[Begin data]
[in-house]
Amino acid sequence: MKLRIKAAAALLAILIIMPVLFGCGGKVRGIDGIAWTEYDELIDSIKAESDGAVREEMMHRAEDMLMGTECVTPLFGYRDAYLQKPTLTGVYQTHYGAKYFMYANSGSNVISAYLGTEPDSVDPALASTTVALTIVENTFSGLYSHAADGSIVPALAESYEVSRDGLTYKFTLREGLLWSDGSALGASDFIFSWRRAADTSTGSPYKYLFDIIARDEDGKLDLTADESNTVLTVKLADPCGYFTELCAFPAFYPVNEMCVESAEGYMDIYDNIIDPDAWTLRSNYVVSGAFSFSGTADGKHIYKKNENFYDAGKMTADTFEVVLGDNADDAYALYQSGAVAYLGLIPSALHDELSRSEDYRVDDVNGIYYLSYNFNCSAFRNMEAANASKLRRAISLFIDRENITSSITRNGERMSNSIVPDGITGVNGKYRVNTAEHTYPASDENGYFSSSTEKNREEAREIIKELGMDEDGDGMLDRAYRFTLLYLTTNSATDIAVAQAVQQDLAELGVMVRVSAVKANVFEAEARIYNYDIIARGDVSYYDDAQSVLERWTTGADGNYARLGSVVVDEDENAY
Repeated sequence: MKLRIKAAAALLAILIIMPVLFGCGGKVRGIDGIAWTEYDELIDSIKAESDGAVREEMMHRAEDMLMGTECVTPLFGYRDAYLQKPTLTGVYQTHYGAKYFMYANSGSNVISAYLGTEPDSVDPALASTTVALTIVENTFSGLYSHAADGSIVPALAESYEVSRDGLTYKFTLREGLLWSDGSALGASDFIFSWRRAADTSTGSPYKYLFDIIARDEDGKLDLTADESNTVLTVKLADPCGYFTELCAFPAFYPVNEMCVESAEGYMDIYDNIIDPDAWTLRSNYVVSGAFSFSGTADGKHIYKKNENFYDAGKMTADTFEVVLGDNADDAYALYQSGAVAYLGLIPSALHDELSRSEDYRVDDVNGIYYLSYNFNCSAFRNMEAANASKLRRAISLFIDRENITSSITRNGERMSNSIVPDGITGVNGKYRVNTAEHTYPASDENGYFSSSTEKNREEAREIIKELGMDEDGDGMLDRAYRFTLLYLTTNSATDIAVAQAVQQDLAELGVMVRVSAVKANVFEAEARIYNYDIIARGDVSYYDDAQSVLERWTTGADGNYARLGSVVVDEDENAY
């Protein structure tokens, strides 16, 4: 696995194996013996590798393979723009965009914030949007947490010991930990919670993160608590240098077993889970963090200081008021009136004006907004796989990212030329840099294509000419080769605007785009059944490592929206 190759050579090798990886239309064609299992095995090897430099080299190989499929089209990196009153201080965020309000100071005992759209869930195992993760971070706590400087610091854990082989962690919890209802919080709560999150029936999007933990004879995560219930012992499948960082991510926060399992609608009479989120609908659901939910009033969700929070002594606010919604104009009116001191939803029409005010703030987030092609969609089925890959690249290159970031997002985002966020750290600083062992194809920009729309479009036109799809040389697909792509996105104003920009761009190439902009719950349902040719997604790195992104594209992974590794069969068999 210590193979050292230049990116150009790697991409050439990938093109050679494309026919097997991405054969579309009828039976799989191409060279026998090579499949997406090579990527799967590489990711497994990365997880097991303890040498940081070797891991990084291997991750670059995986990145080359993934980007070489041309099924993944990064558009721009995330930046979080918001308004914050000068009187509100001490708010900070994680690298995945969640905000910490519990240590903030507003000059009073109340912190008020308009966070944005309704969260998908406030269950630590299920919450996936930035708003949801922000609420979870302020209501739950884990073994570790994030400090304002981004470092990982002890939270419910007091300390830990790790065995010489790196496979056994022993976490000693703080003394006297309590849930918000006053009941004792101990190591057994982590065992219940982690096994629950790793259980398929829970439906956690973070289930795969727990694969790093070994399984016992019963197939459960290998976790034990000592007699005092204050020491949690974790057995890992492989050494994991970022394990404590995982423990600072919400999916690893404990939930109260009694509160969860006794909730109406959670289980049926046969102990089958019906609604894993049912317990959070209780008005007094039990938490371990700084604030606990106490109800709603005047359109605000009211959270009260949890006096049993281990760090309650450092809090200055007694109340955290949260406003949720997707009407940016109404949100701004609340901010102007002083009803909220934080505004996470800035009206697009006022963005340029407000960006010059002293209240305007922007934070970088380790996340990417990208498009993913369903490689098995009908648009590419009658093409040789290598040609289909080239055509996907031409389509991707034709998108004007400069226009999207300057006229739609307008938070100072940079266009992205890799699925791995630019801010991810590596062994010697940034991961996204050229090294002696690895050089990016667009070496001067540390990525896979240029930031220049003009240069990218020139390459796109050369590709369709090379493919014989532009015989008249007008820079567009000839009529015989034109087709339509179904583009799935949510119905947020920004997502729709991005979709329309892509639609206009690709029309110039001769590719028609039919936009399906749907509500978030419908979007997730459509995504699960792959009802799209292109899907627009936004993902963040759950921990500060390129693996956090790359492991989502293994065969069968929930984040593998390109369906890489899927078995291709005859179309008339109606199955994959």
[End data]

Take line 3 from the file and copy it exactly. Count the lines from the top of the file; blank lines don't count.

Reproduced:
Repeated sequence: MKLRIKAAAALLAILIIMPVLFGCGGKVRGIDGIAWTEYDELIDSIKAESDGAVREEMMHRAEDMLMGTECVTPLFGYRDAYLQKPTLTGVYQTHYGAKYFMYANSGSNVISAYLGTEPDSVDPALASTTVALTIVENTFSGLYSHAADGSIVPALAESYEVSRDGLTYKFTLREGLLWSDGSALGASDFIFSWRRAADTSTGSPYKYLFDIIARDEDGKLDLTADESNTVLTVKLADPCGYFTELCAFPAFYPVNEMCVESAEGYMDIYDNIIDPDAWTLRSNYVVSGAFSFSGTADGKHIYKKNENFYDAGKMTADTFEVVLGDNADDAYALYQSGAVAYLGLIPSALHDELSRSEDYRVDDVNGIYYLSYNFNCSAFRNMEAANASKLRRAISLFIDRENITSSITRNGERMSNSIVPDGITGVNGKYRVNTAEHTYPASDENGYFSSSTEKNREEAREIIKELGMDEDGDGMLDRAYRFTLLYLTTNSATDIAVAQAVQQDLAELGVMVRVSAVKANVFEAEARIYNYDIIARGDVSYYDDAQSVLERWTTGADGNYARLGSVVVDEDENAY